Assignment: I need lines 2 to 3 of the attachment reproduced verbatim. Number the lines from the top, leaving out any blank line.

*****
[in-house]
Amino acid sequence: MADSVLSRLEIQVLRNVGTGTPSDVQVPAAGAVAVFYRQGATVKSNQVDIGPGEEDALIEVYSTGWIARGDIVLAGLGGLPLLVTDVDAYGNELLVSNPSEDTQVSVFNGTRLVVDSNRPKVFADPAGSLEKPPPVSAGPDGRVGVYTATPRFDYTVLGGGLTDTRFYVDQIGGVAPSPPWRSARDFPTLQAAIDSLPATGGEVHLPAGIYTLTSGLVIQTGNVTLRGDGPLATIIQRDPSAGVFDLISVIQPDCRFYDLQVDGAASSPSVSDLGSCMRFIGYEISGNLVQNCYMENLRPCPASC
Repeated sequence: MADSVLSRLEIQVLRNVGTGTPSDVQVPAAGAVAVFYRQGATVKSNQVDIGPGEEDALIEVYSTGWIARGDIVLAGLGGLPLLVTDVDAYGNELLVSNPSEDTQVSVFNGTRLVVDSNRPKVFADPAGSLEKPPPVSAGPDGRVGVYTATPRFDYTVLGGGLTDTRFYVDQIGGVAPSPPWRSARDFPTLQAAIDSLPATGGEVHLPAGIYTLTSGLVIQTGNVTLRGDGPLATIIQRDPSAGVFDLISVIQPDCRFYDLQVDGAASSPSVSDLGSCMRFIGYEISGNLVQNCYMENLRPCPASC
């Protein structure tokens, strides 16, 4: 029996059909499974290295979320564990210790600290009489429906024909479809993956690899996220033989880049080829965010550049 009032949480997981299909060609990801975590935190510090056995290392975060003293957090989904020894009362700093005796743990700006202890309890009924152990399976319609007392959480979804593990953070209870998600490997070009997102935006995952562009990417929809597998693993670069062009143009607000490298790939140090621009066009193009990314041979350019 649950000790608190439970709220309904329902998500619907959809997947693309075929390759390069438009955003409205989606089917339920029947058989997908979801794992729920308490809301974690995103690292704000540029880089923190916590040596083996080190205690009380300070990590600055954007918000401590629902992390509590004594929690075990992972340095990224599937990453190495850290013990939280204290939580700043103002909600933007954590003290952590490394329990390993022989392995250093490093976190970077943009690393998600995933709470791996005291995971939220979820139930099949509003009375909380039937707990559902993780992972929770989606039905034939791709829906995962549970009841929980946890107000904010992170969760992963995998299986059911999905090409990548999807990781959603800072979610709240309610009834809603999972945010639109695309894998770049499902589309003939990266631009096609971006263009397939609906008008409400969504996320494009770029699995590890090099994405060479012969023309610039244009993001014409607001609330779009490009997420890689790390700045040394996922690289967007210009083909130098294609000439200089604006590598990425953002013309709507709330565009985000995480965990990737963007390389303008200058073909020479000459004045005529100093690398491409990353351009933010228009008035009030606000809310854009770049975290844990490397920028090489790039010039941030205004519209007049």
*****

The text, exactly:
Amino acid sequence: MADSVLSRLEIQVLRNVGTGTPSDVQVPAAGAVAVFYRQGATVKSNQVDIGPGEEDALIEVYSTGWIARGDIVLAGLGGLPLLVTDVDAYGNELLVSNPSEDTQVSVFNGTRLVVDSNRPKVFADPAGSLEKPPPVSAGPDGRVGVYTATPRFDYTVLGGGLTDTRFYVDQIGGVAPSPPWRSARDFPTLQAAIDSLPATGGEVHLPAGIYTLTSGLVIQTGNVTLRGDGPLATIIQRDPSAGVFDLISVIQPDCRFYDLQVDGAASSPSVSDLGSCMRFIGYEISGNLVQNCYMENLRPCPASC
Repeated sequence: MADSVLSRLEIQVLRNVGTGTPSDVQVPAAGAVAVFYRQGATVKSNQVDIGPGEEDALIEVYSTGWIARGDIVLAGLGGLPLLVTDVDAYGNELLVSNPSEDTQVSVFNGTRLVVDSNRPKVFADPAGSLEKPPPVSAGPDGRVGVYTATPRFDYTVLGGGLTDTRFYVDQIGGVAPSPPWRSARDFPTLQAAIDSLPATGGEVHLPAGIYTLTSGLVIQTGNVTLRGDGPLATIIQRDPSAGVFDLISVIQPDCRFYDLQVDGAASSPSVSDLGSCMRFIGYEISGNLVQNCYMENLRPCPASC